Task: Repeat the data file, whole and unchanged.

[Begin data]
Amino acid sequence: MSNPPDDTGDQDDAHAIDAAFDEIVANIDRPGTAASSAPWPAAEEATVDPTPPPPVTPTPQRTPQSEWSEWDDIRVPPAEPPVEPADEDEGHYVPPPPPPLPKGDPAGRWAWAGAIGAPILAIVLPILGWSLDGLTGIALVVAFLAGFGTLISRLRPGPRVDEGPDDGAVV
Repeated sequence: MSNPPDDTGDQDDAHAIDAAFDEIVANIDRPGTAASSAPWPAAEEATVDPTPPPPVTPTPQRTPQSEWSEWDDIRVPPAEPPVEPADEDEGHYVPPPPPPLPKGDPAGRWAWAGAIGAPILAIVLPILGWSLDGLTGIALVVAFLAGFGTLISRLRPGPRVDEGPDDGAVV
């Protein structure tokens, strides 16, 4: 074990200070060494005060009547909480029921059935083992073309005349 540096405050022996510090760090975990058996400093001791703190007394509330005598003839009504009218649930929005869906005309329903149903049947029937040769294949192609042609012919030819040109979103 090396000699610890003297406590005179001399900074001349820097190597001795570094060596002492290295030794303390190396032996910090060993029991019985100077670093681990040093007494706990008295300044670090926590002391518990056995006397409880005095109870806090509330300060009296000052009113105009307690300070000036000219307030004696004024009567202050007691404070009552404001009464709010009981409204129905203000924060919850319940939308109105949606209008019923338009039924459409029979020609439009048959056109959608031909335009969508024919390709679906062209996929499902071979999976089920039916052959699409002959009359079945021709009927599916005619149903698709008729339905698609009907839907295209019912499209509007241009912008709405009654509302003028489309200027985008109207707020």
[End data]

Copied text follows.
Amino acid sequence: MSNPPDDTGDQDDAHAIDAAFDEIVANIDRPGTAASSAPWPAAEEATVDPTPPPPVTPTPQRTPQSEWSEWDDIRVPPAEPPVEPADEDEGHYVPPPPPPLPKGDPAGRWAWAGAIGAPILAIVLPILGWSLDGLTGIALVVAFLAGFGTLISRLRPGPRVDEGPDDGAVV
Repeated sequence: MSNPPDDTGDQDDAHAIDAAFDEIVANIDRPGTAASSAPWPAAEEATVDPTPPPPVTPTPQRTPQSEWSEWDDIRVPPAEPPVEPADEDEGHYVPPPPPPLPKGDPAGRWAWAGAIGAPILAIVLPILGWSLDGLTGIALVVAFLAGFGTLISRLRPGPRVDEGPDDGAVV
């Protein structure tokens, strides 16, 4: 074990200070060494005060009547909480029921059935083992073309005349 540096405050022996510090760090975990058996400093001791703190007394509330005598003839009504009218649930929005869906005309329903149903049947029937040769294949192609042609012919030819040109979103 090396000699610890003297406590005179001399900074001349820097190597001795570094060596002492290295030794303390190396032996910090060993029991019985100077670093681990040093007494706990008295300044670090926590002391518990056995006397409880005095109870806090509330300060009296000052009113105009307690300070000036000219307030004696004024009567202050007691404070009552404001009464709010009981409204129905203000924060919850319940939308109105949606209008019923338009039924459409029979020609439009048959056109959608031909335009969508024919390709679906062209996929499902071979999976089920039916052959699409002959009359079945021709009927599916005619149903698709008729339905698609009907839907295209019912499209509007241009912008709405009654509302003028489309200027985008109207707020």